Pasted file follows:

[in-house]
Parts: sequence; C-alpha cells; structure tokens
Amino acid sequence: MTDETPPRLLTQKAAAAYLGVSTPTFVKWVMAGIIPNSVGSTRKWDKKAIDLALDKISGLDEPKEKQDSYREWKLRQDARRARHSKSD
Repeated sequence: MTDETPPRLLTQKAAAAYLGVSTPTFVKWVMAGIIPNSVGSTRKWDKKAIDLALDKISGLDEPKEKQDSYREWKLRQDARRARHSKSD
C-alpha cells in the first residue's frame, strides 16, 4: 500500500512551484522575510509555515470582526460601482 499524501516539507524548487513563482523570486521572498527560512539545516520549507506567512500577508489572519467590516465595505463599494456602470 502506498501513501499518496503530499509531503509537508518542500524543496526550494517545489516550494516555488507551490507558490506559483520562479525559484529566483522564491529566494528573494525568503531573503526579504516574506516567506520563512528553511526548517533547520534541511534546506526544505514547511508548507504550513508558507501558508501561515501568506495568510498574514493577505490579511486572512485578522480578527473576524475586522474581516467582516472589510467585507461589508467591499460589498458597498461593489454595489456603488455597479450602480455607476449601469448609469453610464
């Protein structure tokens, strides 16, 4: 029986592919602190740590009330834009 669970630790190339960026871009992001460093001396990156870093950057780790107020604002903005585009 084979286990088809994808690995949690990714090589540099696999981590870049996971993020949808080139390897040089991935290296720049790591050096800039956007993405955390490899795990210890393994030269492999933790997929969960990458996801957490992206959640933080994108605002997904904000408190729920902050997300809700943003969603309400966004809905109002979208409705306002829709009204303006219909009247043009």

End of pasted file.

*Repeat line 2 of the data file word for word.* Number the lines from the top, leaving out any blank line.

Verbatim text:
Parts: sequence; C-alpha cells; structure tokens